CC BY 4.0 · Rev Bras Ginecol Obstet 2019; 41(02): 133-134
DOI: 10.1055/s-0039-1678591
Letter to the Editor
Thieme Revinter Publicações Ltda Rio de Janeiro, Brazil

Comments on: Limitations of HPV DNA Testing in Screening of Cervical Adenocarcinomas

1   Lâmina Laboratory of Pathology and Cancer Prevention, Brasília, DF, Brazil
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Publication History

Publication Date:
20 February 2019 (online)

Dear Editor,

I read with great interest the article on HPV DNA testing for cervical cancer screening in Brazil, authored by the Brazilian Association for the Lower Genital Tract Pathology and Colposcopy (ABPTGIC, in the Portuguese acronym).[1] In agreement with the authors, I have found irrefutable evidence sustaining the use of molecular detection of HPV DNA in this setting. However, every method, no matter how innovative or advanced, has limitations. The “Achilles' heel” of HPV DNA primary screening is the detection of glandular lesions. I found that the manuscript by the ABPTGIC tangentially addressed this issue.

An international cross-sectional study found that 38% of adenocarcinomas were not HPV-related.[2] A recently proposed histologic classification of endocervical adenocarcinoma, known as International Endocervical Adenocarcinoma Criteria and Classification (IECC),[3] uses the presence of HPV-related disease to histologically classify cervical adenocarcinomas. Among nonhuman papillomavirus-associated adenocarcinoma (NHPVA), the authors identify the following histological types: endometrial, gastric-type, minimal deviation, serous, clear-cell and mesonephric. In our practice, we have recently been involved in the case of an asymptomatic woman, HPV DNA-negative, who showed abnormal cytologic results interpreted as high-grade lesion. The patient proved to have a cervical clear-cell adenocarcinoma. This tumor is classified by the IECC group as a NHPVA and would not be identified in the screening scenario by molecular assays based on HPV DNA.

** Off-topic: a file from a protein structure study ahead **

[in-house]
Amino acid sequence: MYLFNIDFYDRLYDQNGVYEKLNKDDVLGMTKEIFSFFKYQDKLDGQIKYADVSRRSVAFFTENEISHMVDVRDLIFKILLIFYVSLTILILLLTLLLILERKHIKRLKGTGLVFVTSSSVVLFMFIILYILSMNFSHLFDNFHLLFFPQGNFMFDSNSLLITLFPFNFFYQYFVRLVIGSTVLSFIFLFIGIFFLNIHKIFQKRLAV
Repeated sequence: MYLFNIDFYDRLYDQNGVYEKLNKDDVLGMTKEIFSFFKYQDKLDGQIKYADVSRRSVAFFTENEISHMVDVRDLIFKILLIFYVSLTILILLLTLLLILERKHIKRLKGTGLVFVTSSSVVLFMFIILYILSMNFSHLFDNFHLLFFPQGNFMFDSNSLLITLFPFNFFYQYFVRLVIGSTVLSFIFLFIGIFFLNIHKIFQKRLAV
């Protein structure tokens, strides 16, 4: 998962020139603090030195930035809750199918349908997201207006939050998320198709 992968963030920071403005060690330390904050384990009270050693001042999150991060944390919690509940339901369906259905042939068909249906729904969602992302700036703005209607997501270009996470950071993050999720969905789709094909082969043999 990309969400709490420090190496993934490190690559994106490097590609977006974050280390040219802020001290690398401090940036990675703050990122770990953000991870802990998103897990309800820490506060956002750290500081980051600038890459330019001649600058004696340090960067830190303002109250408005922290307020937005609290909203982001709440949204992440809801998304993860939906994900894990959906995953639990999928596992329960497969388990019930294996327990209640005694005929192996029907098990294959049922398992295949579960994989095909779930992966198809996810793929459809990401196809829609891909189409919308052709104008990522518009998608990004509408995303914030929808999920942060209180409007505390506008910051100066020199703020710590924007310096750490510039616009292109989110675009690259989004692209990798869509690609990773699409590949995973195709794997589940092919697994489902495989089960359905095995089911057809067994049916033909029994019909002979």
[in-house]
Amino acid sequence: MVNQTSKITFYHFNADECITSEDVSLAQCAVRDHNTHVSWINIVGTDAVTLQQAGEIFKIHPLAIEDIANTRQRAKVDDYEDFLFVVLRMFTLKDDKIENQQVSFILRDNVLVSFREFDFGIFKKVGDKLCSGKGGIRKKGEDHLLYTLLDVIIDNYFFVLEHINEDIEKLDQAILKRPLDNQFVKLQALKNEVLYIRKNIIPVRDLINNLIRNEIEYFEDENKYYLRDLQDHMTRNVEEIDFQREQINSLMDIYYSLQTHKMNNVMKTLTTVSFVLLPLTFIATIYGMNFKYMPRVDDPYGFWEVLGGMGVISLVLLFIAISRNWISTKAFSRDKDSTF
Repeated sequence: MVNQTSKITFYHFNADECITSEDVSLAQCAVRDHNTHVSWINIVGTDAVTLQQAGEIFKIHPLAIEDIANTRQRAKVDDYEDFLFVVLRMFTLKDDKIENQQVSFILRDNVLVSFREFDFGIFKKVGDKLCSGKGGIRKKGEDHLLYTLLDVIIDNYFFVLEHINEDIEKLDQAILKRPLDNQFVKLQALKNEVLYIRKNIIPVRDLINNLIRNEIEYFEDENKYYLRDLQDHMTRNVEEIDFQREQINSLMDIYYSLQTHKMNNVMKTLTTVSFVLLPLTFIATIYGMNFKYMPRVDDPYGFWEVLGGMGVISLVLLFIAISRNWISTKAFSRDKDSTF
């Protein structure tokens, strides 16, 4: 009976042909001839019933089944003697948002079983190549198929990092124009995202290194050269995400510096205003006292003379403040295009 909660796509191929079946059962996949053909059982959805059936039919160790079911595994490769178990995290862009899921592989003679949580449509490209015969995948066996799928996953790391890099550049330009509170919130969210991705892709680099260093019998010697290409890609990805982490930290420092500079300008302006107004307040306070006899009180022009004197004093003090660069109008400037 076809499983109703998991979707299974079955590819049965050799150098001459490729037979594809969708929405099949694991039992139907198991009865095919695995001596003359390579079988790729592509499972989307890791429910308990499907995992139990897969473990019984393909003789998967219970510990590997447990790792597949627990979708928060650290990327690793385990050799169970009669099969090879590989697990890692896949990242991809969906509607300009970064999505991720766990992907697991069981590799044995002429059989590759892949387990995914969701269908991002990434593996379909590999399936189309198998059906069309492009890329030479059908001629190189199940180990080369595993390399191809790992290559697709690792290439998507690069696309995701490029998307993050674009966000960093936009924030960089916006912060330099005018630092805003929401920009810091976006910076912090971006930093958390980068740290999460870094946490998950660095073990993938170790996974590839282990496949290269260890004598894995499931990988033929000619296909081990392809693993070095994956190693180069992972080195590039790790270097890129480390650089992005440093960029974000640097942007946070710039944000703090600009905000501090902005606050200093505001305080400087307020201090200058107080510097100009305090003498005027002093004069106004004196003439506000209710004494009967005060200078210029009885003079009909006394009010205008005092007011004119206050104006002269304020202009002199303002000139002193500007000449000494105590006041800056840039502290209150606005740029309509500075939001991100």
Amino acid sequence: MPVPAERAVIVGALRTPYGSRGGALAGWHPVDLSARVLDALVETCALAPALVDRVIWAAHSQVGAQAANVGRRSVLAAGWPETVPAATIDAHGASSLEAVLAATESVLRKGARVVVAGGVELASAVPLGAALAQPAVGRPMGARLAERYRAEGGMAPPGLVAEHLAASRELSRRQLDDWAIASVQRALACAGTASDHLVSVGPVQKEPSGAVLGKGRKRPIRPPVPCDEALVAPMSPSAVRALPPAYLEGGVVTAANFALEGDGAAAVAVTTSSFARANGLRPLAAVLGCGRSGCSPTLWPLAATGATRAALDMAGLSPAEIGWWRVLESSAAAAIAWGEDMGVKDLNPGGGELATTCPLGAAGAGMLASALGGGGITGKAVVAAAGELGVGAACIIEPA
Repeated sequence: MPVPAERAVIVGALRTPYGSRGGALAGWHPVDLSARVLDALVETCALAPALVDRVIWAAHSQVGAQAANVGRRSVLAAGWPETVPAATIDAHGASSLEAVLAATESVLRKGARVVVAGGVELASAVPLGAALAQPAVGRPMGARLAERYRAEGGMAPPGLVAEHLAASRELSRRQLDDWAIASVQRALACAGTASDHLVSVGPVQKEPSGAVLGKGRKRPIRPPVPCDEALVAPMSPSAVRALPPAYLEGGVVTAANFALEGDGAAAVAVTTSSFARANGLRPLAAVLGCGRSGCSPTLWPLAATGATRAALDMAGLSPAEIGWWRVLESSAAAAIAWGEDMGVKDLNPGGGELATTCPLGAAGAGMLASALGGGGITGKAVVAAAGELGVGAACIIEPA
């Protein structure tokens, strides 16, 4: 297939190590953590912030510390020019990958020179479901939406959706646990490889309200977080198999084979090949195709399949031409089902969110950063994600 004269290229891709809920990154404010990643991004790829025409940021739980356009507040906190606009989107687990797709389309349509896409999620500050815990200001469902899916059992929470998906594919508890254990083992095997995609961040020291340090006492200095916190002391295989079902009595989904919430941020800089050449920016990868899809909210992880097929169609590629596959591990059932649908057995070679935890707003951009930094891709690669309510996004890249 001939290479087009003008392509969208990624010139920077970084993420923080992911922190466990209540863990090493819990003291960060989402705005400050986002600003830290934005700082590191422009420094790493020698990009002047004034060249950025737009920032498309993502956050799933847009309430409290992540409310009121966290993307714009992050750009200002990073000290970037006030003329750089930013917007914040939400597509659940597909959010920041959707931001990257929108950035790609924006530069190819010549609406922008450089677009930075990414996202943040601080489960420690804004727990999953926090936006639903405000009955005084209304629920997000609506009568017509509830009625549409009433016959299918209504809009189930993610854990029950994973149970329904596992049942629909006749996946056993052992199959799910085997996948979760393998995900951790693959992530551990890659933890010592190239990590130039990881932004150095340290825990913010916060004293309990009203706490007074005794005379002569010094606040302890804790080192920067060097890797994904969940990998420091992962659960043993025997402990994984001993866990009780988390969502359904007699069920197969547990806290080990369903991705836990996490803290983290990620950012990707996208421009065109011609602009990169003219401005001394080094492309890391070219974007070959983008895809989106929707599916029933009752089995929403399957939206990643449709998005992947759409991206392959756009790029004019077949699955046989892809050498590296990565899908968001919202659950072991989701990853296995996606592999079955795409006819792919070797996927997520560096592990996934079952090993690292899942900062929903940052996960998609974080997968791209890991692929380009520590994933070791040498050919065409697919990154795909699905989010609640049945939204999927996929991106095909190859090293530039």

In summary, it is well recognized that HPV DNA detection delivers high sensibility, which is of great help, since cytologic-based screening is known to have low sensibility and high false-negative rates.[4] [5] But the limitations of this molecular detection should be recognized, such as the great proportion of NHPVAs. If molecular testing for HPV DNA is to be used as a primary screening test, one must acknowledge that non-HPV-related tumors would be missed.